Amy's Amazing Auto Service and Repair Blog

How to Troubleshoot Common Radiator Problems With a Car

by Derek Davidson

A car's radiator is very important to its overall function; even though it doesn't power the car itself, it keeps everything cool so that the engine doesn't seize up altogether. When a radiator begins to experience problems, it's best to have it looked at right away, as driving a car that runs too warm can mean permanent damage to the engine and in turn, more extensive and expensive repairs. 

Note that a car's radiator doesn't need to actually burst or fail completely for it to need repairs. Understanding some signs of parts that are breaking down or other such problems can mean getting it to a shop like Natrad before this happens. Note the following.

1. The engine overheats very quickly

One of the most common problems for this is that the thermostat to the car is broken or malfunctioning. The thermostat is not technically part of the radiator, but it tells the radiator how much coolant to release to keep the car's engine running at an optimal temperature. If it's broken, this coolant isn't released and the engine overheats very quickly, much like a broken thermostat in your home means the air conditioner won't come on when the room gets warm. The thermostat should be the first thing to check when an engine consistently overheats.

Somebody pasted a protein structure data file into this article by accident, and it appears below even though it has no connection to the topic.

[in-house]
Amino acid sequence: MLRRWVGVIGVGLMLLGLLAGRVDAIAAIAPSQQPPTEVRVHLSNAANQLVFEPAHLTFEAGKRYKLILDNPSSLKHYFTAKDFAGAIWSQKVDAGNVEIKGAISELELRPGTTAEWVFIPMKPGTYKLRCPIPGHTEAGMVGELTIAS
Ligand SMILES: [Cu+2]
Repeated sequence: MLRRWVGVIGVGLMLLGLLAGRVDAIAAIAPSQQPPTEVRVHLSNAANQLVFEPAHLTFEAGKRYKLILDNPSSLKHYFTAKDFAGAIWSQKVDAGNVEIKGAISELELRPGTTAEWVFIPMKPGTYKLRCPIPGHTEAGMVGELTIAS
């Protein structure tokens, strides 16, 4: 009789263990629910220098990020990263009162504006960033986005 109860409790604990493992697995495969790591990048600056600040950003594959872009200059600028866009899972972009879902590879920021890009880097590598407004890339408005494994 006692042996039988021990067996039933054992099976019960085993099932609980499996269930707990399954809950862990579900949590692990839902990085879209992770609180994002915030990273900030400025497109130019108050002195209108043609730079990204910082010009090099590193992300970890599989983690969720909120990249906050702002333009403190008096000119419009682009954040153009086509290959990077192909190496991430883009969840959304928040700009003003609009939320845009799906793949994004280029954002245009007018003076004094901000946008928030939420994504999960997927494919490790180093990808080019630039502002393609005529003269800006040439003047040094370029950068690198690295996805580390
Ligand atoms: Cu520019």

The next most common cause of this problem is a broken water pump. This pump is what moves the cooled water used to regulate an engine's temperature from the radiator to areas of the engine, and then back to the radiator to be cooled. When the pump breaks, this water is not circulating and the engine overheats. If the thermostat is working, check the water pump.

2. Noticeable leaks of radiator fluid

It can be easy to detect a leak of radiator fluid, since this fluid has a distinct greenish tinge and a very sweet smell. You shouldn't be able to see or smell it since it should always be contained within the cooling system of your car's engine.

A common cause of leaks is not the radiator itself but the hoses that connect the radiator to the engine. If these begin to tear or degrade due to age, they may allow fluid to leak out. A gasket to the radiator may also have come loose or become worn out; this is what provides a tight seal around the radiator cap itself, where the fluid is stored. Replacing these is a simple fix and can mean keeping radiator fluid where it belong, inside the cooling system of your car.